When I pulled into my driveway, I noticed a box on my front porch. Yes! I was pretty sure I knew who it was from and I was right! Inside I found: a beautiful technicolor dream-scarf for me to wear in my freezing office, a frog statue in a yoga pose to put in my garden, a sachet, a pencil bag for my daughter, a yoga memoir, and a card with this sentiment:

The one thing all famous authors, world class athletes, business tycoons, singers, actors, and celebrated achievers in any field have in common is that they all began their journeys when they were none of these things.” – Mike Dooley

This soul sister knows me and the gifts she chooses for me prove it. There's nothing sweeter than when one's actions match their words.

Now I sit at my writing spot watching the sunlight change the sky's colors. Soon I'll have to turn on a lamp. I have a few things on my to-do list that I've been putting off. They don't feel so pesky now after this good day. Not every day will feel this extraordinary, but no day will if I live it with my eyes and heart closed.

Here's to open eyes and open hearts.

Tuesday, July 17, 2018

More proof that the grief is lifting

For more than a year, this old mattress and rolled up rug were propped up against the wall in my garage—among the last vestiges of my old life. With the help of friends, we'd removed this mattress and built an IKEA platform bed. This event on a Saturday afternoon in April felt like another milestone. The mattress and platform bed were purchased with that year's tax return, so I didn't add to the present credit card debt balance.

A few days later the Casper mattress arrived, and I'd power lifted the box up my stairs by myself. I'd also removed the shrink wrap and managed to get the bed onto the platform.

My mettle had been tested, and I'd proved to myself again that I was up for the present challenge. It felt so good to sleep in a new bed free of the sadness and disappointment that the old mattress had come to symbolize. I also felt super adulty to finally have a proper bed—with head and foot board for the first time.

But that jolt of energy soon dissipated, and again, I felt overwhelmed. This is what grief does. It strikes one's energy like the insects who fly into a bug zapper. My garage is over-sized, and I only have one vehicle, so it wasn't really in my way.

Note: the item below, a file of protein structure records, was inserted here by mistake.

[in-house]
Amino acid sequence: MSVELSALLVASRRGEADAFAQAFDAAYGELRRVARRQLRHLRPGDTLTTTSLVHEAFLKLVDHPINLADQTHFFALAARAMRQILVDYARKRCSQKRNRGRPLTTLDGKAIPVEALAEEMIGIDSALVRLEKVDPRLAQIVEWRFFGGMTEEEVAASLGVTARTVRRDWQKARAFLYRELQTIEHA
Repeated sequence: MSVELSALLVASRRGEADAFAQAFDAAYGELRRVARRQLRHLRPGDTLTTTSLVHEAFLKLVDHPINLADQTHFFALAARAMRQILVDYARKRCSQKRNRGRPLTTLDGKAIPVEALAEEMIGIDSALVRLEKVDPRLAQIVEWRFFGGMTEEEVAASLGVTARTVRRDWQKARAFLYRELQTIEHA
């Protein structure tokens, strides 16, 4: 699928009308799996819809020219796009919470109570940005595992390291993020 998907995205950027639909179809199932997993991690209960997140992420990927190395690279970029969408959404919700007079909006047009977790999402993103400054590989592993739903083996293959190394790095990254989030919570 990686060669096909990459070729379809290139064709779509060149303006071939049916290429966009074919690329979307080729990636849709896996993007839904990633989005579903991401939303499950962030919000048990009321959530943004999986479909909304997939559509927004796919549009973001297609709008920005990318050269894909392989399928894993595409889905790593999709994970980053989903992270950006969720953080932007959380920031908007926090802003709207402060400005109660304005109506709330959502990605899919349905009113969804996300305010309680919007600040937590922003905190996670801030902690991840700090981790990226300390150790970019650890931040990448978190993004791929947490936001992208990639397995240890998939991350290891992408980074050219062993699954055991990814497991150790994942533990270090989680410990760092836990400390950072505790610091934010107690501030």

What I know now after I dragged that mattress down the driveway on pick-up day is that there was more grieving to be done and sometimes a call to schedule a bulk waste pick-up feels too heavy, too much. In the midst of grief, one must learn to prioritize and conserve energy, and in doing so, only essentials get accomplished. Even then, sometimes the essentials get benched.

A week later with the garage cleared of the stock pile of items I deemed no longer needed, I feel so light. I feel a surge of energy. What I also realize is that that sense of overwhelm has been a life-long weight I've carried on my slim shoulders.

My divorce kicked up so much dust that wasn't directly related to my marriage. It was a catalyst for excavating and examining older artifacts from earlier periods of my life. By the time I felt energized to make the call to 'please come carry away that mattress' I was able to kick other things to the proverbial curb.

Besides being an energy zapper, if done with patience and grace, grief can also be a healer. There is no magic number, but the three years I have sat with my sadness, disappointment, frustration, disbelief, and exhaustion have healed me. With the power of a magnifying glass, I have examined the things that hurt and weighed me down. And with thorough analysis, I am ready to let go of them and move forward, to live a new and fuller life.

It is a remarkable feeling to feel so light, so capable of weathering the emotions that cross my path from day to day, and to not feel like I'm going to suffocate anymore. Nearly every corner of my home feels renewed. I own the space that used to be shared. As I have physically moved and removed my belongings, I have also rearranged the mental furniture. My thoughts and habits better reflect who I choose to be today and who I am working to become tomorrow. I no longer bump my shins into patterns that harm me or obstacles that keep me from my dreams and my goals.

It's remarkable what one sweaty trip down the driveway dragging a heavy, memory-laden mattress can do for one's outlook. I sleep so much better these days. Sweet dreams, indeed.

Monday, July 16, 2018

Yoga Teacher Training - Month Two Reflection